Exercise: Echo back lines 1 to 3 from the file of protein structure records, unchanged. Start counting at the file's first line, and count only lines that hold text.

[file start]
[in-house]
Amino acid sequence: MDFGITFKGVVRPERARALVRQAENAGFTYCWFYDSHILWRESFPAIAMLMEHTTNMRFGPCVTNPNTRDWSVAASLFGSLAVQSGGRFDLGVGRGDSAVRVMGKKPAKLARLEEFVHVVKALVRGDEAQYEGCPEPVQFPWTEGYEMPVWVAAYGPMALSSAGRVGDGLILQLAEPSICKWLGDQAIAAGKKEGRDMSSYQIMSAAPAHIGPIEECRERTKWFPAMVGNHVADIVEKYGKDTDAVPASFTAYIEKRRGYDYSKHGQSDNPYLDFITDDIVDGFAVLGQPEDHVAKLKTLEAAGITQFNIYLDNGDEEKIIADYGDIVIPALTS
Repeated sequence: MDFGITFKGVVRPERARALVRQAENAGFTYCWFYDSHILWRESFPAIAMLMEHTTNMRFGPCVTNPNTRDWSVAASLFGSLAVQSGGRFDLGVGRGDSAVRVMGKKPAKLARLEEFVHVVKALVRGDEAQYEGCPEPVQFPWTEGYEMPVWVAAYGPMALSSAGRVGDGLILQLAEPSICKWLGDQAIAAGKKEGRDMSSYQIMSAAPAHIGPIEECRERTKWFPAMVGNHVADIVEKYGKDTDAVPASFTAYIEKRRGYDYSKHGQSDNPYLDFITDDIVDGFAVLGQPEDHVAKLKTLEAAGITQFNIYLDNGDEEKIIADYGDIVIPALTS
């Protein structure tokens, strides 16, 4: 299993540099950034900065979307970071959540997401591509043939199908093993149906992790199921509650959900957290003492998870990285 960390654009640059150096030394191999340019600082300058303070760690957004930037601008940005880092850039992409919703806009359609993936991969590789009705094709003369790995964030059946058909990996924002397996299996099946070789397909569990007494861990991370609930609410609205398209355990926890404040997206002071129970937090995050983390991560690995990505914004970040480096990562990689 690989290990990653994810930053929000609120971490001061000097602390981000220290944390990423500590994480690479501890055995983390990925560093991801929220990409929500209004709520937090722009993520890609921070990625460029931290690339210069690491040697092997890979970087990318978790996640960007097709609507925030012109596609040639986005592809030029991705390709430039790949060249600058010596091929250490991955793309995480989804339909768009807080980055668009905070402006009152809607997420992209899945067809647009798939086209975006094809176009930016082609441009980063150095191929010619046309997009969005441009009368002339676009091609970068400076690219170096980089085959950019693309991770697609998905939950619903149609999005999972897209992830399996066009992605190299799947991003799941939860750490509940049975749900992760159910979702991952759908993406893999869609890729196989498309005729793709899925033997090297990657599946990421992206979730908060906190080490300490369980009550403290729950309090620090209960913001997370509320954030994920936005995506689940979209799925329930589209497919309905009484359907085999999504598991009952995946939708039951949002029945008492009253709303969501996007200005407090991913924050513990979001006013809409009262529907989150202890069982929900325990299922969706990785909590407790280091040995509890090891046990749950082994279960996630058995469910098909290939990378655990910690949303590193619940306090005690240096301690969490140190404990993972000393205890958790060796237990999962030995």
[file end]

[in-house]
Amino acid sequence: MDFGITFKGVVRPERARALVRQAENAGFTYCWFYDSHILWRESFPAIAMLMEHTTNMRFGPCVTNPNTRDWSVAASLFGSLAVQSGGRFDLGVGRGDSAVRVMGKKPAKLARLEEFVHVVKALVRGDEAQYEGCPEPVQFPWTEGYEMPVWVAAYGPMALSSAGRVGDGLILQLAEPSICKWLGDQAIAAGKKEGRDMSSYQIMSAAPAHIGPIEECRERTKWFPAMVGNHVADIVEKYGKDTDAVPASFTAYIEKRRGYDYSKHGQSDNPYLDFITDDIVDGFAVLGQPEDHVAKLKTLEAAGITQFNIYLDNGDEEKIIADYGDIVIPALTS
Repeated sequence: MDFGITFKGVVRPERARALVRQAENAGFTYCWFYDSHILWRESFPAIAMLMEHTTNMRFGPCVTNPNTRDWSVAASLFGSLAVQSGGRFDLGVGRGDSAVRVMGKKPAKLARLEEFVHVVKALVRGDEAQYEGCPEPVQFPWTEGYEMPVWVAAYGPMALSSAGRVGDGLILQLAEPSICKWLGDQAIAAGKKEGRDMSSYQIMSAAPAHIGPIEECRERTKWFPAMVGNHVADIVEKYGKDTDAVPASFTAYIEKRRGYDYSKHGQSDNPYLDFITDDIVDGFAVLGQPEDHVAKLKTLEAAGITQFNIYLDNGDEEKIIADYGDIVIPALTS